Subaru XV flaunts Kiwi appeal

By Jacqui Madelin

The Subaru XV hits the spot for Downunder preferences.
Photo / Jacqui Madelin
The Subaru XV hits the spot for Downunder preferences. Photo / Jacqui Madelin

Talk about chalk and cheese. Subaru's last XV jacked up an ageing Impreza to create a pocket Outback, but sloppy execution and an already tired donor consigned the XV to oblivion.

This time around, Subaru has done it properly, using the next Impreza's platform and a fresh and funky design to create a car that seems built for New Zealand.

What's new
This platform will underpin the Impreza arriving in April. Expect extra ground clearance - up to 200mm this time - with plenty of attention paid to suspension and weight. The boot's 340 litres expands to 1230, with the second-row seats folded, just big enough to throw a bike in.

The engine is the first of Subaru's lean-burn units, a naturally aspirated 2.0-litre that fields 110kW at 6200rpm and 196Nm at 4200rpm.

The company line
Subaru NZ managing director Wallis Dumper planned to launch the XV in September with Impreza before it, but post-tsunami production schedules switched.

Factory closures kept him short on stock and sales were down by nearly 400 this year. "If you say it quickly it's not too bad," said Dumper, who expects the XV to be a big seller.

"It's pretty good on the green front at 7l/100km, and it's an all-wheel-drive Subaru with Lineartronic, the chain-type CVT that delivers a wider ratio spread than the traditional CVT steel belt." Will it handle a diesel? "Watch this space."

What we say
Rugged-looking with a modern edge. The active flavour Kiwis like. A reasonably roomy cabin with higher-quality materials than before, atop a compact car footprint. Specifications include seven airbags, all-wheel-drive, 17-inch alloy wheels, a reversing camera, cruise control and Bluetooth hands-free, all standard for the $38,990 manual base car.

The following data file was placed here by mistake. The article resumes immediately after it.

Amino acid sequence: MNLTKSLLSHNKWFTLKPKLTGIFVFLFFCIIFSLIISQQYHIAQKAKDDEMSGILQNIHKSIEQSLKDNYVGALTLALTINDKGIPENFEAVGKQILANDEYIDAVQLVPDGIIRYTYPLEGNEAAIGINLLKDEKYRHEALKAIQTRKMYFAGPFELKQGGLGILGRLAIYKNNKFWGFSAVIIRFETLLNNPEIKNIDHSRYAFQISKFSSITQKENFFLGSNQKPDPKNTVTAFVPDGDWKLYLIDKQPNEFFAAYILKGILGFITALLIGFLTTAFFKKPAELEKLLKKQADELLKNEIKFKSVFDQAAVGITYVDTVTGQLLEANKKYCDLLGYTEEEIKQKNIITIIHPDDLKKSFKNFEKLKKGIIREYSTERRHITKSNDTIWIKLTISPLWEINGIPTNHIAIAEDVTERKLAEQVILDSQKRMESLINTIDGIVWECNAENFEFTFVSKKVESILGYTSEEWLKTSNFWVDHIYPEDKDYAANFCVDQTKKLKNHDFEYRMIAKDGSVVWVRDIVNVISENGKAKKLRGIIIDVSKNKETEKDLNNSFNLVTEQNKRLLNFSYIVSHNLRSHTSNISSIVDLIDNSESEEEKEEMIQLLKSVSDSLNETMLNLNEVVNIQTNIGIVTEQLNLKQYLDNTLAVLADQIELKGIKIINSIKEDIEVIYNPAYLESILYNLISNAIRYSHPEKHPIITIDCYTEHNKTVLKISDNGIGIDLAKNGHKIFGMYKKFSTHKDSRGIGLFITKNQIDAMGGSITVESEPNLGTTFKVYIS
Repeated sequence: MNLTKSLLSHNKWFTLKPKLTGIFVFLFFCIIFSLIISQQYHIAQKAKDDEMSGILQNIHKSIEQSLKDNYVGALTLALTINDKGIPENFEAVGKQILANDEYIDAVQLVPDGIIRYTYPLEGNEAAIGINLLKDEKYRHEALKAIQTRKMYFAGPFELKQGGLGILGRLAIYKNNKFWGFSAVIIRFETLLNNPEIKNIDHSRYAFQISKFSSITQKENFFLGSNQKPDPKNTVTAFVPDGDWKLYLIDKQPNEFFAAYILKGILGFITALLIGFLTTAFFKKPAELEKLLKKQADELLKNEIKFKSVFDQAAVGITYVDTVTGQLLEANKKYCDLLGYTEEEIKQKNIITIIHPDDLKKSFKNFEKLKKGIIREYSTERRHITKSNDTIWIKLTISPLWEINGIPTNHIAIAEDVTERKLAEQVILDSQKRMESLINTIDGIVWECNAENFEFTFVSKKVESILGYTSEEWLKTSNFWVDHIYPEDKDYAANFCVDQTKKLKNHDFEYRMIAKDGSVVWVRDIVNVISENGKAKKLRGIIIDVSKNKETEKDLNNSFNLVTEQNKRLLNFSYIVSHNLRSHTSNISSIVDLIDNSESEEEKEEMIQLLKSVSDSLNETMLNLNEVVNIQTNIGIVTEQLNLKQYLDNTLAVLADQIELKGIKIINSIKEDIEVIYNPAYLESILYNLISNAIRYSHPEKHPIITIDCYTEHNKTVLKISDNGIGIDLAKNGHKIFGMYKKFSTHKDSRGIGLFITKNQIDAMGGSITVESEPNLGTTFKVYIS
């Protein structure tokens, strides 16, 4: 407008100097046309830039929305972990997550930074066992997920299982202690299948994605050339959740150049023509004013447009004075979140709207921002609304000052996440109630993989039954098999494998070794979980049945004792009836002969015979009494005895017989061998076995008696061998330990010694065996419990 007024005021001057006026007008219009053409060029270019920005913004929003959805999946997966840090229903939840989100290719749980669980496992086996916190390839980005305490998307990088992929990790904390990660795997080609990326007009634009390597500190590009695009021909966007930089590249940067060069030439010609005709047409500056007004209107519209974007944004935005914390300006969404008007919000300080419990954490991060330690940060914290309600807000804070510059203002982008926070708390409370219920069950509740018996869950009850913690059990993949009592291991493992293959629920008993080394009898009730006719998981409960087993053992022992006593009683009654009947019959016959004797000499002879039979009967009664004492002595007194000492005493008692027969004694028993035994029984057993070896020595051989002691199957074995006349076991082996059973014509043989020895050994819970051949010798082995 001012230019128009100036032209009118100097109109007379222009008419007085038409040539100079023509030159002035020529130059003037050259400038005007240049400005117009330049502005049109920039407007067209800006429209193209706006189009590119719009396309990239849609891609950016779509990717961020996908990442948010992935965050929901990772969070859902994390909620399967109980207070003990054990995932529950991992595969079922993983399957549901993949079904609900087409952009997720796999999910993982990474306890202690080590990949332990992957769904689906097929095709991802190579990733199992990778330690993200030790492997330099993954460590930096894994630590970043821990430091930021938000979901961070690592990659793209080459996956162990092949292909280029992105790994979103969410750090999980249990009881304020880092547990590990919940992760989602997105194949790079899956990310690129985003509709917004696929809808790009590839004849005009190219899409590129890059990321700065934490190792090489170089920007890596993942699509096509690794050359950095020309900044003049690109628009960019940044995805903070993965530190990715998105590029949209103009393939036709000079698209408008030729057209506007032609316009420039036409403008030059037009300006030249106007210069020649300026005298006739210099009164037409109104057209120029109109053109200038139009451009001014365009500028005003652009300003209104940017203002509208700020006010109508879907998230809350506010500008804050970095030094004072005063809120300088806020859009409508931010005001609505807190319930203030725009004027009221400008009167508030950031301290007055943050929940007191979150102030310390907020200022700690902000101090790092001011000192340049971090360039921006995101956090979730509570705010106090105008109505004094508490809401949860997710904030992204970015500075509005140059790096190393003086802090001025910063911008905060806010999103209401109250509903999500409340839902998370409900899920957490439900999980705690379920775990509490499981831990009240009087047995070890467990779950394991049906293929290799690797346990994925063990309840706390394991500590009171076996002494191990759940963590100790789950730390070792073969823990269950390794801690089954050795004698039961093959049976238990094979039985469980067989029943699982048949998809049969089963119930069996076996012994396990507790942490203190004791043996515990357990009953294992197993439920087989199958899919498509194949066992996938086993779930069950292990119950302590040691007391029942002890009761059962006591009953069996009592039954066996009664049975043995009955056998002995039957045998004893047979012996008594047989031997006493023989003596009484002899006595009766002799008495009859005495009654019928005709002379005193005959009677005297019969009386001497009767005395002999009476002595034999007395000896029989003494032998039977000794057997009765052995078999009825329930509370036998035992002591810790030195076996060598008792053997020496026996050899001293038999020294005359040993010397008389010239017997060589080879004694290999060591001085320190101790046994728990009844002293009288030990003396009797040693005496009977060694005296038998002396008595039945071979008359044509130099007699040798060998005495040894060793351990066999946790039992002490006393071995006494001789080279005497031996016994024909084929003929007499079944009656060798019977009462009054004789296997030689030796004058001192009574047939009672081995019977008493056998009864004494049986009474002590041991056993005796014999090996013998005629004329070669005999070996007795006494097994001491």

Satnav, privacy glass, a sunroof, heated leather seats and roof rails for higher-spec cars topping out with the S version at $48,990. A continuously variable transmission and stop-start to help keep thirst pinned, plus a high-riding driver position without going tall enough to ruin handling. It sounds like the ideal Kiwi car - if it works as planned.

On the road
Our extensive Far North drive over demanding back-country B-roads and gravel suggests it does. The MacPherson strut front and independent rear suspension ably absorbs lumps and did a good job of controlling the car through bends. Most buyers will be happy with performance, while petrolheads mourning the lack of a turbo will be mollified by stability control tuning that allows minor wheel slippage in gravel before it gathers you in.

Why you'll buy one?Better looks than traditional for the brand. Practical size, flavour and frugality plus good ground clearance and reasonable on-road handling. All-wheel-drive, a five-star safety rating, and that special Subaru character.

Why you won't?
No turbo available.

- Herald on Sunday

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